PARIS — Hennes & Mauritz continued to gain market share in the second quarter, reporting a better-than-expected 6.4 percent increase in net profits, helped by store openings and successful spring collections, especially in countries where the world’s third-largest fashion retailer has recently expanded.
But the Swedish fast-fashion giant also reported flat sales in May, while sales in stores that have been open longer than a year declined 9 percent in the same month, in line with analysts’ expectations.
Net profits in the three months to May 31 totaled 4.19 billion kronor, or $533 million, as sales excluding value-added tax advanced 22.8 percent to 26.53 billion kronor, or $3.37 billion, compared with the same period a year earlier. On a same-store basis, sales slipped 2 percent. Dollar figures are converted at average exchange rates for the period.
“We are continuing to gain market share despite the recession,” said chief executive Rolf Eriksen, who is retiring next week. Eriksen will be succeeded by Karl-Johan Persson, the 34-year-old son of the company’s majority owner and grandson of H&M’s founder.
Henrik Frojd, an analyst with Swedbank who has a “buy” recommendation on the stock, said the results beat its own forecasts as well as consensus expectations, noting H&M managed to absorb a strong appreciation of the U.S. dollar in the quarter.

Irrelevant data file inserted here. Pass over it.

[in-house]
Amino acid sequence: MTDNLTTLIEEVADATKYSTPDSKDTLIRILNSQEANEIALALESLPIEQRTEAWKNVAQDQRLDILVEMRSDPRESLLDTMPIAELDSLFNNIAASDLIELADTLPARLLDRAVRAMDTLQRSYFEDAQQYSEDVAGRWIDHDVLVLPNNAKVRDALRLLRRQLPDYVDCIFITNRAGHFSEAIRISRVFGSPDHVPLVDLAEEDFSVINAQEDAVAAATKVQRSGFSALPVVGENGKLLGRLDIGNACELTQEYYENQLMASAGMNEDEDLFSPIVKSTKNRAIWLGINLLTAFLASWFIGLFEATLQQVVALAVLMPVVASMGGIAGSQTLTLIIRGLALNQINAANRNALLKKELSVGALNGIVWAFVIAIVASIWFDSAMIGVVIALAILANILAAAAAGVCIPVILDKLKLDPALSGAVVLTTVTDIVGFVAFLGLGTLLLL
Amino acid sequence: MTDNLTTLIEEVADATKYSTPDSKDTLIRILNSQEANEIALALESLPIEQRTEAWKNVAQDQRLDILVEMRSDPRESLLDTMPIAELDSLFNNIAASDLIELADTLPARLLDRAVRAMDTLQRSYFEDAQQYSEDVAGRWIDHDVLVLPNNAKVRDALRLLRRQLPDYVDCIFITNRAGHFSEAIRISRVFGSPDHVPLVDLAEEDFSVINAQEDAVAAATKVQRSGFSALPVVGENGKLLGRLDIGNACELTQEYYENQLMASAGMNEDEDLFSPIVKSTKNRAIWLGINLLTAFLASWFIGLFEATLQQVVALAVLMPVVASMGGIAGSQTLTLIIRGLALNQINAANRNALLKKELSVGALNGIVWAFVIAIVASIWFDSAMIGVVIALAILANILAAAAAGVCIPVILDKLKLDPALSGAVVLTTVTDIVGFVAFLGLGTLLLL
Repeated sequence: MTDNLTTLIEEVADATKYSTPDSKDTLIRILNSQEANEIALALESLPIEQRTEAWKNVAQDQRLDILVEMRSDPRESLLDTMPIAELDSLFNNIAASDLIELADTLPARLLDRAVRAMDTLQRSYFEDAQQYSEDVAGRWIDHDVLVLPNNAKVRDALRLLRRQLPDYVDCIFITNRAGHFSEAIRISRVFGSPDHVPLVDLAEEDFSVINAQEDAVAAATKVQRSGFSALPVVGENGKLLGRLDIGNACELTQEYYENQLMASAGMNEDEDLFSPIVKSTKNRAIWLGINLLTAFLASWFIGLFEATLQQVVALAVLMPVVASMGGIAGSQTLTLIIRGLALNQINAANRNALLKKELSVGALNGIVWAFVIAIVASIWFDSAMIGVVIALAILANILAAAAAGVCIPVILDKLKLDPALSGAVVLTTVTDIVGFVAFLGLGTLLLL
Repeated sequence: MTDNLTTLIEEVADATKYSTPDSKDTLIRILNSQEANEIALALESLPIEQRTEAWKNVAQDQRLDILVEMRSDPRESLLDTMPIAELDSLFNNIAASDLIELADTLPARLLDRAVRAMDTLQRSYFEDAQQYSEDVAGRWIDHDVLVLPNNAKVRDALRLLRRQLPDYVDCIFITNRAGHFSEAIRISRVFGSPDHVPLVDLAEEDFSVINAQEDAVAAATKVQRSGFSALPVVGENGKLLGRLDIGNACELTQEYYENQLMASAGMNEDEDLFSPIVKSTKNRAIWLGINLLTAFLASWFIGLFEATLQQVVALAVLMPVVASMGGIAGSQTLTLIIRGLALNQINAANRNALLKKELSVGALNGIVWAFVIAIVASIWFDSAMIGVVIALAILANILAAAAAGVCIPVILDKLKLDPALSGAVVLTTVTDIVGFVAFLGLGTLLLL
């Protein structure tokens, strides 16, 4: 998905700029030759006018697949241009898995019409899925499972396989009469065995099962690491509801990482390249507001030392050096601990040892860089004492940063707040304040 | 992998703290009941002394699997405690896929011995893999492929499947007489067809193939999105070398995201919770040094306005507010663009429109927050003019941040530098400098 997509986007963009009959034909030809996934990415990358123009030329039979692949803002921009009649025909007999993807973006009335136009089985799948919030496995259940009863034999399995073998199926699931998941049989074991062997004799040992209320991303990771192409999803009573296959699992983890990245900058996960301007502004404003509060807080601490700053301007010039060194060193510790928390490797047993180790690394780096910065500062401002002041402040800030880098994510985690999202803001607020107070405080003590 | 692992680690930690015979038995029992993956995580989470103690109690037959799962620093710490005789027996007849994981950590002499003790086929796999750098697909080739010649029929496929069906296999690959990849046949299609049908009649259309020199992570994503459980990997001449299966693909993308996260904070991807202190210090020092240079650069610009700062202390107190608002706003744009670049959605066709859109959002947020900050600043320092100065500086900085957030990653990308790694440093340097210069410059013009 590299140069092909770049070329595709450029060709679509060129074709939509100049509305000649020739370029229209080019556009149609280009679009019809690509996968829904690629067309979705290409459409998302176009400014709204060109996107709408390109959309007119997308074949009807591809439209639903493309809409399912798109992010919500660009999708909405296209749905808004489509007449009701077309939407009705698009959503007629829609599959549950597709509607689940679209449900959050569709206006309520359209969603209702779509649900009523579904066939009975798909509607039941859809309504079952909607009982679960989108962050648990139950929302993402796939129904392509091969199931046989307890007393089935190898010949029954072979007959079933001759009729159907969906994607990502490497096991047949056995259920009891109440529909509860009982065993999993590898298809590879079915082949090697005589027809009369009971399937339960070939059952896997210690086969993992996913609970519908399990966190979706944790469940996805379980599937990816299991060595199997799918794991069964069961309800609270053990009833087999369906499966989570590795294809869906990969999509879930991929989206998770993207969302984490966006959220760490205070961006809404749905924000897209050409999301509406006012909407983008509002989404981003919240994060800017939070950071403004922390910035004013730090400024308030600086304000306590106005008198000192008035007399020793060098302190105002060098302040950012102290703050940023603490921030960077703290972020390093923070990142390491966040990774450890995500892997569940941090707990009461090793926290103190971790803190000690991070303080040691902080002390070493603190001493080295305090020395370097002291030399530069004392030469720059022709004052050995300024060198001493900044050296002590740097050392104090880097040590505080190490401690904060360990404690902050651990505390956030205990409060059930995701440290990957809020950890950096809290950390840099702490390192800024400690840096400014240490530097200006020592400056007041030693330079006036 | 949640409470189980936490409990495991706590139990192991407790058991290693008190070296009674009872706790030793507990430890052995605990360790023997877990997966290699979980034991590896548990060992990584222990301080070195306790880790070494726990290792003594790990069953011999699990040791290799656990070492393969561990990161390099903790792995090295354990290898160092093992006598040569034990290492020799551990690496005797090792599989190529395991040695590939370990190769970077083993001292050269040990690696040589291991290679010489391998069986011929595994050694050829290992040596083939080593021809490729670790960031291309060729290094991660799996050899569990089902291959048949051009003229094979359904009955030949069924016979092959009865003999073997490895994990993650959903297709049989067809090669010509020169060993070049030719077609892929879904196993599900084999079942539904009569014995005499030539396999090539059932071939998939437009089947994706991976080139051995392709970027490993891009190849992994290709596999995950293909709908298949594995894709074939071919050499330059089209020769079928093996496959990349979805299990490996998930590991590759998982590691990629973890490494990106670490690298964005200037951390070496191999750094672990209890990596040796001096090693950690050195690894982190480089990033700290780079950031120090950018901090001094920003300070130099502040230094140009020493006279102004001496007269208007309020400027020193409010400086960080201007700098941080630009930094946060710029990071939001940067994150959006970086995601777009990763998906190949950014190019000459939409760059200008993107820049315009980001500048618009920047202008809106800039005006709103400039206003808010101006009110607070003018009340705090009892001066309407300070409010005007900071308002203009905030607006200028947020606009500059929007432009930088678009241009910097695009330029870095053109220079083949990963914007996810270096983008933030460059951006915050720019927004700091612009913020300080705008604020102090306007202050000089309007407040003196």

H&M said the recession has dampened consumer spending in all of its markets, especially Spain, the U.S. and Scandinavian countries. However, sales in countries where H&M has recently expanded, such as Japan and Russia, have exceeded expectations.
H&M, known for its one-off collections by high-profile fashion labels such as Stella McCartney and Comme des Garçons, recently announced a collaboration with luxury shoemaker Jimmy Choo in a move to further rise its profile with a new limited collection of shoes and accessories, due to be launched in November. The company is also continuing the rollout of its more upmarket brand COS, which already counts 15 stores in Europe.
H&M reiterated future expansion plans, saying it still expects to open 159 stores in the second half of the year, while closing 18. Most of the stores are planned to open in the U.S., U.K., Germany, France, Italy and Spain.
Gross margin, a key indicator for retailers’ profitability, declined to 61 percent from 62.9 percent in the second quarter.